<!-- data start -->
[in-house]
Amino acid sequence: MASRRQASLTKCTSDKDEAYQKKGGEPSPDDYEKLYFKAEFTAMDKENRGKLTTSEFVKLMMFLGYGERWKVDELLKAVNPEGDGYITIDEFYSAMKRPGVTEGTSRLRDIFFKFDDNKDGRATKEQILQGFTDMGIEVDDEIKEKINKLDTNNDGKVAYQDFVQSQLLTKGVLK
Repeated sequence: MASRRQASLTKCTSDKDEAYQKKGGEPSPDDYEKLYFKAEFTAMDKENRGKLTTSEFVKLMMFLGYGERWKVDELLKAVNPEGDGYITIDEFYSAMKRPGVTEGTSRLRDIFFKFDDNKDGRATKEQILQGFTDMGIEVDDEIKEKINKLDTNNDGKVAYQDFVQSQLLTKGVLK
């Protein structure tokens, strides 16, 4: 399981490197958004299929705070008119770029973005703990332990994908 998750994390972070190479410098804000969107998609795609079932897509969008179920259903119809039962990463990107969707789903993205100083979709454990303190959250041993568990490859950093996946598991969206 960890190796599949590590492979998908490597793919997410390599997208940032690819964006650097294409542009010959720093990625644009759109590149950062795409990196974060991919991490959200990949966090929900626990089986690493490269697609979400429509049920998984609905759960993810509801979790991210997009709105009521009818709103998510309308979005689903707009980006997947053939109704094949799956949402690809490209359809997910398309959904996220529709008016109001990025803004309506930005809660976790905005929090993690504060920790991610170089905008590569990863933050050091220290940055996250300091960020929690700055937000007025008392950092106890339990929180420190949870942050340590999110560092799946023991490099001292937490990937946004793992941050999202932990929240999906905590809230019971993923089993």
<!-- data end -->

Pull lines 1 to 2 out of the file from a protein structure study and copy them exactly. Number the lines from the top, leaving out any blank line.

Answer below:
[in-house]
Amino acid sequence: MASRRQASLTKCTSDKDEAYQKKGGEPSPDDYEKLYFKAEFTAMDKENRGKLTTSEFVKLMMFLGYGERWKVDELLKAVNPEGDGYITIDEFYSAMKRPGVTEGTSRLRDIFFKFDDNKDGRATKEQILQGFTDMGIEVDDEIKEKINKLDTNNDGKVAYQDFVQSQLLTKGVLK